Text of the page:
$$ \begin{aligned}[b] C_{1}+ \beta_{1} 1_{K} &\geq \Phi \bigl( f(X) \bigr) - f \bigl( \Phi(X) \bigr) + \beta_{1} 1_{K} \geq C_{1} \geq C_{2} \\ &\geq \Psi \bigl( f(Y) \bigr) - f \bigl( \Psi(Y) \bigr) + \beta_{2} 1_{K} \geq C_{2}+\beta_{2} 1_{K}. \end{aligned} $$
(14)
In the dual case, if \(f \in\overset{\bullet}{\mathcal {K}_{2}^{c}}((a,b))\) and \(C_{1}\leq C_{2}\), then the reverse inequalities are valid in (14).

Applying Theorem 3 we obtain a version of the converse of Levinson’s inequality with more operators.

Corollary 4

Let \(X_{i}\), \(\Phi_{i}\) (\(i=1,\ldots,k_{1}\)), \(Y_{j}\), \(\Psi_{j}\) (\(j=1,\ldots,k_{2}\)), m, M, n, N, \(D_{1}\), \(D_{2}\) be as in Corollary 2. Let \(m_{x}\), \(M_{x}\) (\(m_{x}\leq M_{x}\)), and \(n_{y}\), \(N_{y}\) (\(n_{y} \leq N_{y}\)) be bounds of the operators \(X=\sum_{i=1}^{k_{1}}\Phi_{i}(X_{i})\) and \(Y=\sum_{i=1}^{k_{2}}\Psi_{i}(Y_{i})\), respectively. If \(f \in{\mathcal{K}_{1}^{c}}((a,b))\) and \(D_{1} \geq D_{2}\), then
$$\begin{aligned} & \sum_{i=1}^{k_{1}} \Phi_{i} \bigl( f(X_{i}) \bigr)- f \Biggl( \sum _{i=1}^{k_{1}} \Phi_{i}(X_{i}) \Biggr) + \beta_{1} 1_{K} \\ &\quad\geq D_{1} \geq D_{2}\geq \sum _{i=1}^{k_{2}} \Psi_{i} \bigl( f(Y_{i}) \bigr) - f \Biggl( \sum_{i=1}^{k_{2}} \Psi_{i}(Y_{i}) \Biggr) + \beta_{2} 1_{K}, \end{aligned}$$
(15)
where \(\beta_{1}\) and \(\beta_{2}\) are as in Theorem 3.

If \(f \in{\mathcal{K}_{2}^{c}}((a,b))\) and \(D_{1}\leq D_{2}\) holds, then the reverse inequalities are valid in (15) with \(\beta _{1}\) and \(\beta_{2}\) as in Theorem 3 in the dual case.

Proof

We use the same technique as in the proof of Corollary 2. We omit the details. □

Remark 3

Applying Corollary 4 to positive linear mappings \(\Phi_{i}, \Psi:\mathcal{B}(H) \rightarrow\mathcal{B}(K)\) determined by \(\Phi_{i}: B \mapsto p_{i} B\), \(i=1,\ldots,k_{1}\), and \(\Psi_{i}: B \mapsto q_{i} B\), \(i=1,\ldots,k_{2}\), we obtain the following obvious result with convex combinations of the operators \(X_{i}\), \(i=1,\ldots,k_{1}\), and \(Y_{j}\), \(j=1,\ldots,k_{2}\):

Let \(X_{i}\), \(Y_{j}\) be operators as in Corollary 4, such that \(a < m_{x} \leq M_{x} \leq c \leq m_{y} \leq M_{y} <b\) for some \(a,b,c \in \mathbb{R}\). Let \((p_{1},\ldots,p_{k_{1}})\) be a \(k_{1}\)-tuple and \((q_{1},\ldots ,q_{k_{2}})\) be a \(k_{2}\)-tuple of positive scalars such that \(\sum_{i=1}^{k_{1}}p_{i} =1\) and \(\sum_{j=1}^{k_{2}}q_{j} =1\).

If \(f \in{\mathcal{K}_{1}^{c}}((a,b))\) and \(P \leq Q\), then
$$\sum_{i=1}^{k_{1}} p_{i} f(X_{i})- f ( \bar{X} ) + \beta_{1} 1_{K} \leq P \leq Q \leq \sum_{j=1}^{k_{2}} q_{j} f(Y_{j}) - f ( \bar{Y} ) + \beta_{2} 1_{K}, $$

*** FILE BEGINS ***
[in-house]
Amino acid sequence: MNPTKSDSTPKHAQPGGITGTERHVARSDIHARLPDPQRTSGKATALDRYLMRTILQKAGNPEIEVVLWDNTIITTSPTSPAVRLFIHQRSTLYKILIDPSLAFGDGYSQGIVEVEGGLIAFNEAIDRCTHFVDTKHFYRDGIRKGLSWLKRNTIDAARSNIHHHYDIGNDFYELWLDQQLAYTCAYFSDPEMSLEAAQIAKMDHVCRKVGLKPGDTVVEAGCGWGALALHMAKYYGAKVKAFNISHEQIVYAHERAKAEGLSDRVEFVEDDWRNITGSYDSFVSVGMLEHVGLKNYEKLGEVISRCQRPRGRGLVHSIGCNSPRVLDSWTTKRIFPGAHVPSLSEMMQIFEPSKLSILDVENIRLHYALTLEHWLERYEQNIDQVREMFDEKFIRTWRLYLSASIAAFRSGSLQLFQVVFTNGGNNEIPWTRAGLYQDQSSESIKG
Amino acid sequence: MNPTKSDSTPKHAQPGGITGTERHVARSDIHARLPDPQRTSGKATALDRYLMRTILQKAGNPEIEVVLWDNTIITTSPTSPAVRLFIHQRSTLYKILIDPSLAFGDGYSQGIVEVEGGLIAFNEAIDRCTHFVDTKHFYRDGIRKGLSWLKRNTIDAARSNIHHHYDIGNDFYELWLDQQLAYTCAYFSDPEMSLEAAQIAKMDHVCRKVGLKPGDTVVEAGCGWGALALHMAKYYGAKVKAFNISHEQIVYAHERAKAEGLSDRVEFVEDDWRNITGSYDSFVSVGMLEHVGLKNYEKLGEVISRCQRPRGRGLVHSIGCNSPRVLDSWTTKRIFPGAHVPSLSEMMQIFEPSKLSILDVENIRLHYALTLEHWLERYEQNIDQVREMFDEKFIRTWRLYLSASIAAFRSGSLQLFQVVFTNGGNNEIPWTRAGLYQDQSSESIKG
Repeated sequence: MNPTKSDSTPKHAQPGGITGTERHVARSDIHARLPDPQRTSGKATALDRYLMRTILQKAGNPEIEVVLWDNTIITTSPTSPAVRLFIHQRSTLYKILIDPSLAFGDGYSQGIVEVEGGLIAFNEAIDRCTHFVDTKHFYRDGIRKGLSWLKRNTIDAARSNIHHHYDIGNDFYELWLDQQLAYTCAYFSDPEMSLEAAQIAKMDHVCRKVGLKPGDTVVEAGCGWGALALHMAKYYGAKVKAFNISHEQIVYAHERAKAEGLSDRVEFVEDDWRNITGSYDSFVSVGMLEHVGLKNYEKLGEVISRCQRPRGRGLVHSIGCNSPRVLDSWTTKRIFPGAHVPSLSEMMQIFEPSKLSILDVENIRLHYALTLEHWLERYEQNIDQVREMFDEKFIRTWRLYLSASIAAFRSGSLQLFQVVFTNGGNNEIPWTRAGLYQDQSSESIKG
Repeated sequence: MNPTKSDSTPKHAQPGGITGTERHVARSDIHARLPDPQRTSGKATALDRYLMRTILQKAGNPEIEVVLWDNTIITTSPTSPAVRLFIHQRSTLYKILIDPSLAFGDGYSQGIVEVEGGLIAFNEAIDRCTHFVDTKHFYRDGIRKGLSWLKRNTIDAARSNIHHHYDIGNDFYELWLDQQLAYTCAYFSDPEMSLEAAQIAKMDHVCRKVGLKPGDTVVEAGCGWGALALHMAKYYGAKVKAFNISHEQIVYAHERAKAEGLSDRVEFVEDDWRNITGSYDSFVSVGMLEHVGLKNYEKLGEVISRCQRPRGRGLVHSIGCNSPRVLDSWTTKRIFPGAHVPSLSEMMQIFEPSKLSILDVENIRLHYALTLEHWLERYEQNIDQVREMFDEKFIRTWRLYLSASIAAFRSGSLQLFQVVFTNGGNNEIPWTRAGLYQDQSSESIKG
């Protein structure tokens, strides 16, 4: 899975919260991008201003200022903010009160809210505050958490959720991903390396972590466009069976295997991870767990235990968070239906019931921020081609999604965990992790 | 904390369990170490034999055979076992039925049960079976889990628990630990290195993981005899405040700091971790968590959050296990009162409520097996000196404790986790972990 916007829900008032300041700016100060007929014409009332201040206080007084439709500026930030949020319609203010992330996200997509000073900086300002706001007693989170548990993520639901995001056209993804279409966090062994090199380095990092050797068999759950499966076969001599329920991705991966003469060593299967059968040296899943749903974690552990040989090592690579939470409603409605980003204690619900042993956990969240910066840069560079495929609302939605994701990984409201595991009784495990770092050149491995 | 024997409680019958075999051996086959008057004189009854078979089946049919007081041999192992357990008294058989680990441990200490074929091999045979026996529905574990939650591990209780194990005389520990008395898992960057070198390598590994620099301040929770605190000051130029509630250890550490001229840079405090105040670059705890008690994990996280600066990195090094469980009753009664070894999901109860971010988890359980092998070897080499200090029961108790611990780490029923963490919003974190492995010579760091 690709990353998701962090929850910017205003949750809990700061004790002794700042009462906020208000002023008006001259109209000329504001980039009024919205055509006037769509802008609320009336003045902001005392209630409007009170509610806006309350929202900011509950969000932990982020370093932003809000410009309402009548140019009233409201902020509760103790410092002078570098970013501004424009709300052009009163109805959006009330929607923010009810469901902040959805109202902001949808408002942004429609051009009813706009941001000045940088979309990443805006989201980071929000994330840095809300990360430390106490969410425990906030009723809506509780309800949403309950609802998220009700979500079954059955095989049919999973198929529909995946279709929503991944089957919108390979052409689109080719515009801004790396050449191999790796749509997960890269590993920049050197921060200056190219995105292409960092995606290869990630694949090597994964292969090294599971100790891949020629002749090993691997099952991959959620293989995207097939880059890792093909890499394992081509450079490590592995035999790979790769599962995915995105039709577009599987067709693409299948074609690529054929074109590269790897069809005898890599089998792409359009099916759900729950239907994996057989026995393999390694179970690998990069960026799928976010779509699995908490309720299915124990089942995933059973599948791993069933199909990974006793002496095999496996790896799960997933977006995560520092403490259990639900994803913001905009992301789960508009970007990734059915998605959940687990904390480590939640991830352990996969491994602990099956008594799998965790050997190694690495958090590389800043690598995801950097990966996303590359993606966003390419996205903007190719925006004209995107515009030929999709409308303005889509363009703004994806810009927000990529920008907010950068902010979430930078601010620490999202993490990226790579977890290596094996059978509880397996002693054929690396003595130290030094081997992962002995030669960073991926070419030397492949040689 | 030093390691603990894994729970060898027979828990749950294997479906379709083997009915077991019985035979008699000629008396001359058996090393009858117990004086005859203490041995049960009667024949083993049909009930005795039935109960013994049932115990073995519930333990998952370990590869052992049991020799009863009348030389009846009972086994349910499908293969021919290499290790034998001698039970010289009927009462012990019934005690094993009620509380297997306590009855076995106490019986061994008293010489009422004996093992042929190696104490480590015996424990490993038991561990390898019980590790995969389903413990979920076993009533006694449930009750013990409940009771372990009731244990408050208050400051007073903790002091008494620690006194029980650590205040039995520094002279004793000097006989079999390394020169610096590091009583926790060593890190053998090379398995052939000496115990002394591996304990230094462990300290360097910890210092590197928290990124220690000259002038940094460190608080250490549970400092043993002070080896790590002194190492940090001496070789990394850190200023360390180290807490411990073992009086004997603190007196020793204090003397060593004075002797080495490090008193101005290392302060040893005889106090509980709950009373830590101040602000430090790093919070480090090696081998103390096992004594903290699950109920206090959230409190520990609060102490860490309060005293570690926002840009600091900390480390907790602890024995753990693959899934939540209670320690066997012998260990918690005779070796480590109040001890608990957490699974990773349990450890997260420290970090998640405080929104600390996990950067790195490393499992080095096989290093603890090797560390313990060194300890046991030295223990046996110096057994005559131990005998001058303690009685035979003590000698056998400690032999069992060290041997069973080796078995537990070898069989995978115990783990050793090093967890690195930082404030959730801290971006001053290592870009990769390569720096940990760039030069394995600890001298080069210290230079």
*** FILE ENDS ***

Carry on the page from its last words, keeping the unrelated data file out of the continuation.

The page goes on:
where \(\beta_{1}\) and \(\beta_{2}\) are as in Theorem 3,
$$P := \frac{\alpha}{2} \sum_{i=1}^{k_{1}} p_{i} (X_{i} - \bar{X} )^{2},\qquad Q := \frac{\alpha}{2} \sum_{j=1}^{k_{2}} q_{j} (Y_{j} - \bar{Y} )^{2}, $$
and \(\bar{X}:= \sum_{i=1}^{k_{1}} p_{i} X_{i}\), \(\bar{Y}:= \sum_{j=1}^{k_{1}} q_{j} Y_{j}\) denote the weighted arithmetic means of the operators.

3 Refined Levinson’s operator inequality

In this section we obtain a refinement of Levison’s operator inequality (7) given in Section 2 under weaker conditions.

The absolute value of \(B\in\mathcal{B}(H)\) is defined by \(|B|=(B^{*}B)^{1/2}\).

For convenience, we introduce the abbreviations \(\bar{\Delta}\) and δ as follows:
  • \(\bar{\Delta} \equiv\bar{\Delta}_{B}(m,M):= \frac{1}{2} 1_{K} - \frac {1}{{M}-{m}} |B - \frac{{m}+{M}}{2} 1_{K} |\),

where \(B \in\mathcal{B}_{h}(H)\) is a self-adjoint operator, Φ is a normalized positive linear mapping and m, M (\(m < M\)) are some scalars such that spectra \(\operatorname{Sp}(X) \subseteq[m,M]\). Since \(m 1 _{K} \leq B \leq M 1 _{K}\), we have \(- \frac{M-m}{2} 1 _{K} \leq B - \frac{m+M}{2} 1 _{K} \leq\frac{M-m}{2} 1 _{K}\) and \(0\leq |\Phi(B) - \frac {{m}+{M}}{2} 1 _{K} | \leq\frac{M-m}{2} 1 _{K}\). It follows \(\bar {\Delta}\geq0\).
  • \(\delta\equiv\delta_{f,\alpha}(m,M) := 2 f ( \frac {{m}+{M}}{2} ) - f({m})-f({M}) + \frac{\alpha}{4}(M-m)^{2}\),

where \(f:[m,M]\rightarrow\mathbb{R}\) is a continuous function and \(\alpha\in \mathbb{R}\). Obviously, if \(F(t) = f(t)- \frac{\alpha}{2} t^{2}\) is concave (resp. convex) then \(\delta\geq0\) (resp. \(\delta\leq0\)).

First, we give refined Levinson’s operator inequality for two pairs of operators.

Theorem 5

Let \(\Phi, \Psi: \mathcal{B}(H) \oplus\mathcal{B}(H) \rightarrow \mathcal{B}(K)\) be normalized mappings such that \(\Phi ( \operatorname{diag} (B_{1},B_{2}) ) = \Phi_{1} ( B_{1})+ \Phi_{2} ( B_{2})\) and \(\Psi ( \operatorname{diag}(B_{1},B_{2}) ) = \Psi_{1} ( B_{1})+ \Psi _{2} ( B_{2})\), where \(\Phi_{1}\), \(\Phi_{2}\), \(\Psi_{1}\), \(\Psi_{2}\) are positive linear mappings.

Let \(X= \operatorname{diag}(X_{1},X_{2})\), \(Y= \operatorname {diag}(Y_{1},Y_{2})\), where \(X_{1}, X_{2}, Y_{1}, Y_{2} \in\mathcal{B}_{h}(H)\) are self-adjoint operators with spectra \(\operatorname{Sp}(X_{1})\subseteq[m_{1},M_{1}]\), \(\operatorname{Sp}(X_{2}) \subseteq[m_{2},M_{2}]\), \(\operatorname{Sp}(Y_{1}) \subseteq[n_{1},N_{1}]\), \(\operatorname{Sp}(Y_{2}) \subseteq[n_{2},N_{2}]\) \(M_{1}< m_{2}\), \(N_{1}< n_{2}\). Let \(a< m_{1} \leq M_{1} \leq{m}_{x} \leq{M}_{x} \leq m_{2} \leq M_{2} \leq c \leq n_{1} \leq N_{1} \leq{n}_{y} \leq{N}_{y} \leq n_{2} \leq N_{2} < b\), where \(m_{x}\), \(M_{x}\) and \(n_{y}\), \(N_{y}\) are bounds of \(\Phi(X)\) and \(\Psi(Y)\), respectively. (See Figure  4.)